rand, Buonaparte, and the Pope, 28-bishop of Amiens, 29–

popish clergy, 29the low countries, 30-foundlings in France,

30-interest of money there, 30-probable reaction of continental

Europe,31--present power of France, 31--Mr. Fox, 31--Mr. Brouge

48-

Suvarof and his Russians, 48-French troops sink under a re-

verse of fortune, 49—allied armies in the peninsula, 49-3d. ruin

of productive industry in France, 49—disorder of her finances,

50-agriculture, 50-manufactures, 51-commerce, 5l-popula-

tion, 51—public debt, 51—taxation, 52—scheme of finance, 5%-
pluntler destroys reproduction, 52-depreciation of French na-
tional currency in 1796-1807, 53-report of French minister of
finance in 1810, 53—French army, 53-marine, 53—naval witti-
cism, 54-reply of Napoleon to Electoral college of Dordogne in
1810, 55—its meaning, 55~-how to make a nation young, 56-old

age of Britain, 56-armies of republican Rome, 56-financial dif-

ficulties of France, 57-uniform tendency of despotism, 58.

SECOND DIVISION.

Policy of the ancient conquerors of the world, 594M. Mon-

tesquieu, 59—frolicy of the modern French, 60-man the creature

of habit, 60-Alsace in 1789, 60-Peter the First of Russia shav-

ing his subjects, 61-Joseph the Second of Germany burying the

Austrians, 61-American non-importation of 1774, 61—Sir James

Steuart, 62-external counterchecks to the power of France, 62–

in resistance of continental Europe, 63-population of Frenchem-

pire, 63----state of Holland, 64--of Italy, 64-of France, 65_no

hope from the sovereigns of continental Europe, 66_baseness of

Prussian, Austrian, and Russian Monarchs, 66--trust in the peo-

ple of Continental Europe, 67-opinion of Nelson, 67-of Swe-

den, 67-Tyrol, 67-Austria, 67-decree of King of Prussia, 68

Spaniards and Portuguese, 69-probable issue of their pre-

sent conflict, 69-governments fall, but a whole people never, 70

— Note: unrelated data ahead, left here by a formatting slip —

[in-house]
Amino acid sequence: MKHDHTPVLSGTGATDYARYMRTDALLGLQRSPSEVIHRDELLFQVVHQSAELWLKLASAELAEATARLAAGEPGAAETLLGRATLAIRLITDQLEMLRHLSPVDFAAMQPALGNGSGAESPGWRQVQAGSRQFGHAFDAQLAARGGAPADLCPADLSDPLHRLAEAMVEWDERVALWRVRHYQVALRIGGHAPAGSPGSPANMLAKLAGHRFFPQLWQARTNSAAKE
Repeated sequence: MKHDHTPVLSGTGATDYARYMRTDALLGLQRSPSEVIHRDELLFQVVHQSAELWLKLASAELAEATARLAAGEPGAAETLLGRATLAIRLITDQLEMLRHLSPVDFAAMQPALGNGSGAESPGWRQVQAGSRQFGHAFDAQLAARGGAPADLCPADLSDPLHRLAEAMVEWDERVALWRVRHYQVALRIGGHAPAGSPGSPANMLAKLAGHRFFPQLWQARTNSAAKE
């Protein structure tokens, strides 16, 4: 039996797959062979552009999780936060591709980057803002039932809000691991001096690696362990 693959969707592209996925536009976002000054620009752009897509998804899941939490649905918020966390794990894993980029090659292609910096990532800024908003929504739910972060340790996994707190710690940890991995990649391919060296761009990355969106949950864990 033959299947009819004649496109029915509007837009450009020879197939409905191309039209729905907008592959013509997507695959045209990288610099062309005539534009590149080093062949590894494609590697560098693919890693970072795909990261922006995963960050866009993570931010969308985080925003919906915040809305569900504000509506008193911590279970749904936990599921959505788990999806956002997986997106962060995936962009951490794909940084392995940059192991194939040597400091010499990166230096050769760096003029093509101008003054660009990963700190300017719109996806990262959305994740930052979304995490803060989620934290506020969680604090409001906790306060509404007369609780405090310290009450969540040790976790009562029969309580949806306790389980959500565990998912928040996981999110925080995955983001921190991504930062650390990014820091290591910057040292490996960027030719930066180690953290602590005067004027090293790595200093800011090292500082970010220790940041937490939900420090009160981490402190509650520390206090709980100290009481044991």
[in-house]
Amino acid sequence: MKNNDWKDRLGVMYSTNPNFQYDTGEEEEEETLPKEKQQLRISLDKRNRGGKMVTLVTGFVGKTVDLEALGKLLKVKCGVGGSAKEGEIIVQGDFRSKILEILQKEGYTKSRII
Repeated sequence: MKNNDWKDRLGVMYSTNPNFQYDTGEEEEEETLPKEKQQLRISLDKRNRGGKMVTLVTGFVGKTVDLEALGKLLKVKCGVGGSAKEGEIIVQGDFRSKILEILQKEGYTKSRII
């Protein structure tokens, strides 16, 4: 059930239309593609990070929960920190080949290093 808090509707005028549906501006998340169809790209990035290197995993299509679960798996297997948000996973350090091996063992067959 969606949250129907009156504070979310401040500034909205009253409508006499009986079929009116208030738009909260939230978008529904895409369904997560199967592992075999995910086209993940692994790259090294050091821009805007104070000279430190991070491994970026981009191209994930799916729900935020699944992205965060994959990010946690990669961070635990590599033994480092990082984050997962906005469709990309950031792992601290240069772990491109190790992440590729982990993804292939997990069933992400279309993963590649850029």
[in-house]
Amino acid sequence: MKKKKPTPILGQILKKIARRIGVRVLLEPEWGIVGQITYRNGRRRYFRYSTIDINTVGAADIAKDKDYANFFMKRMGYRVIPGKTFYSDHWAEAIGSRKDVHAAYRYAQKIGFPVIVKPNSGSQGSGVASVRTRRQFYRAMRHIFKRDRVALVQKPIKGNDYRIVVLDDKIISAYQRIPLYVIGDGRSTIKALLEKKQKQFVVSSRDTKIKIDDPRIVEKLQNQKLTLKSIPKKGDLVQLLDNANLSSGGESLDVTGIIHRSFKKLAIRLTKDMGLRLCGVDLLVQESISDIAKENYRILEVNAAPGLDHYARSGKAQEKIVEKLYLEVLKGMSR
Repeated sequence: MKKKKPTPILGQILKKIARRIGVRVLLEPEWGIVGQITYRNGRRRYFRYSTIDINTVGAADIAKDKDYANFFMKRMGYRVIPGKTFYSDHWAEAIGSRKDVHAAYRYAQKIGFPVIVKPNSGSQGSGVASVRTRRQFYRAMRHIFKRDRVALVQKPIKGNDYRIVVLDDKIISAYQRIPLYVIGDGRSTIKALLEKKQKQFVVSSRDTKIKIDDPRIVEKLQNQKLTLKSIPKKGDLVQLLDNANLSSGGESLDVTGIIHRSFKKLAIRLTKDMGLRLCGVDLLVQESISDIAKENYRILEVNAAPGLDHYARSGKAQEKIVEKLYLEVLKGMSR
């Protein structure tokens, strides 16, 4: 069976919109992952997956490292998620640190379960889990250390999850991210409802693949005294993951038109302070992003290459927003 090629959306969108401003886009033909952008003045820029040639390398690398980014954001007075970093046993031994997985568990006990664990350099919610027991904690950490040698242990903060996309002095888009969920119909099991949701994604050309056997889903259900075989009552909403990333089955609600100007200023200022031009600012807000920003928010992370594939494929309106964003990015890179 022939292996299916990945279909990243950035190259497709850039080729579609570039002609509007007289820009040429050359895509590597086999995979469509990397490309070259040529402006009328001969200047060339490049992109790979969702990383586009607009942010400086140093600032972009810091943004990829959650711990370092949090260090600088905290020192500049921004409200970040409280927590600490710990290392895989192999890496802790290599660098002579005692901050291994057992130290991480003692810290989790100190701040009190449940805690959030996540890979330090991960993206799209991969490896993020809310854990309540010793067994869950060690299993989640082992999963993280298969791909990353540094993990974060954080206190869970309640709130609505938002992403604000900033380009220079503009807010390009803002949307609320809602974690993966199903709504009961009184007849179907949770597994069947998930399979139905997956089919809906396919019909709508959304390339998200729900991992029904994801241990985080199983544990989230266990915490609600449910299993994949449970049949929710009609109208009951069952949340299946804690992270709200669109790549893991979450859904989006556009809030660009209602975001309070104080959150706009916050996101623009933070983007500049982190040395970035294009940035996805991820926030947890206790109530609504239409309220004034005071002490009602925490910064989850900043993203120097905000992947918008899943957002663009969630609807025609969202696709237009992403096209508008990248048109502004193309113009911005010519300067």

--Persia, 71-Austria, 71-Spain, 71-Roman and Moorish wars

in the peninsulam-character of the Spaniards by the British, and

by the French, 72-Buonaparte's invasion of Spain, 73–Moni-

teur, 73-Austrian war, 74-progress of French armies in Spain,

75 defensible state of the peninsula, 76 number of French who

have perished in the contest, 77-how is Spain to be conquered?

78—Spanish “precautions,78_devastation of the peninsula, 79

- decree of Joseph, dated October 1810, 80~no Spanish armies

under the French banner, 80-Spanish women kill the French

soldiers, 8)_effects of a democracy in revolutionary and in quiet

seasons, 82-effects of occasional war upon nations, 83—past and

present state of Spain, 84-character and conduct of the Portu.

guese, 85—Sir John Moore, 85-Edinburgh Annual Register, 86

-Earl of Buckinghamshire, 87-effects of Spanish success in

the present conflict, 87-opinion of Mr. Burke on Spain, 88-

positions of Mr. Walsh examined, as to the conduct of the Span-

iards, 89-desertion from the French armies in the peninsula, 91

-military and numerical population of France diminished, 92

Mr. Malthus, 92-Sir James Steuart, 92-proportion of French

military population in arms, 93—the real poini at issue between

those who contend that France will, and those who insist that she

will not subdue the whole of Continental Europe, 93-probable